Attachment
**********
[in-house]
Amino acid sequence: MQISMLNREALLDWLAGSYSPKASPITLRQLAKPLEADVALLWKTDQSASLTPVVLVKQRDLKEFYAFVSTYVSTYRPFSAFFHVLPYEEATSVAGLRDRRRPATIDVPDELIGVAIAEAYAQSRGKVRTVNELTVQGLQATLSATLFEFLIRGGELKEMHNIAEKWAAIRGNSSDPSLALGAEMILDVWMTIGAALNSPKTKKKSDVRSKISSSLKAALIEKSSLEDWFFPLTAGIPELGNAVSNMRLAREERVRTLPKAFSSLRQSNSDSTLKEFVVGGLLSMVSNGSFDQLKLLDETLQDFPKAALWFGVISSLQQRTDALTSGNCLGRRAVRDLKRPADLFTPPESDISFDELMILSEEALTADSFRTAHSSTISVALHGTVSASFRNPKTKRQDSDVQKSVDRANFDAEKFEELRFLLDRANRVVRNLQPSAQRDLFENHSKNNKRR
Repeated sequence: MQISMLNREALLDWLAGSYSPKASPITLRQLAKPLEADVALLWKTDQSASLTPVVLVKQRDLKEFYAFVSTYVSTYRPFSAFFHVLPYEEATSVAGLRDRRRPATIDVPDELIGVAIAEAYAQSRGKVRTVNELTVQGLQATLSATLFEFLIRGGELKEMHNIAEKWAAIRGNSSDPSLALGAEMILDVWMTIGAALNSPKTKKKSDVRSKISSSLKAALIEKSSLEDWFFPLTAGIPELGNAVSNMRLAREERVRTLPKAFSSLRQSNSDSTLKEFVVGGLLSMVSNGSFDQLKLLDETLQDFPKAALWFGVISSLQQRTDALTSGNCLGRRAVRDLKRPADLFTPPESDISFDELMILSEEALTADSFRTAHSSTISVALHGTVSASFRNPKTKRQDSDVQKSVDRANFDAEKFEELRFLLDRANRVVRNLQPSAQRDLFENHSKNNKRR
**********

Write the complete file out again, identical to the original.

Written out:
[in-house]
Amino acid sequence: MQISMLNREALLDWLAGSYSPKASPITLRQLAKPLEADVALLWKTDQSASLTPVVLVKQRDLKEFYAFVSTYVSTYRPFSAFFHVLPYEEATSVAGLRDRRRPATIDVPDELIGVAIAEAYAQSRGKVRTVNELTVQGLQATLSATLFEFLIRGGELKEMHNIAEKWAAIRGNSSDPSLALGAEMILDVWMTIGAALNSPKTKKKSDVRSKISSSLKAALIEKSSLEDWFFPLTAGIPELGNAVSNMRLAREERVRTLPKAFSSLRQSNSDSTLKEFVVGGLLSMVSNGSFDQLKLLDETLQDFPKAALWFGVISSLQQRTDALTSGNCLGRRAVRDLKRPADLFTPPESDISFDELMILSEEALTADSFRTAHSSTISVALHGTVSASFRNPKTKRQDSDVQKSVDRANFDAEKFEELRFLLDRANRVVRNLQPSAQRDLFENHSKNNKRR
Repeated sequence: MQISMLNREALLDWLAGSYSPKASPITLRQLAKPLEADVALLWKTDQSASLTPVVLVKQRDLKEFYAFVSTYVSTYRPFSAFFHVLPYEEATSVAGLRDRRRPATIDVPDELIGVAIAEAYAQSRGKVRTVNELTVQGLQATLSATLFEFLIRGGELKEMHNIAEKWAAIRGNSSDPSLALGAEMILDVWMTIGAALNSPKTKKKSDVRSKISSSLKAALIEKSSLEDWFFPLTAGIPELGNAVSNMRLAREERVRTLPKAFSSLRQSNSDSTLKEFVVGGLLSMVSNGSFDQLKLLDETLQDFPKAALWFGVISSLQQRTDALTSGNCLGRRAVRDLKRPADLFTPPESDISFDELMILSEEALTADSFRTAHSSTISVALHGTVSASFRNPKTKRQDSDVQKSVDRANFDAEKFEELRFLLDRANRVVRNLQPSAQRDLFENHSKNNKRR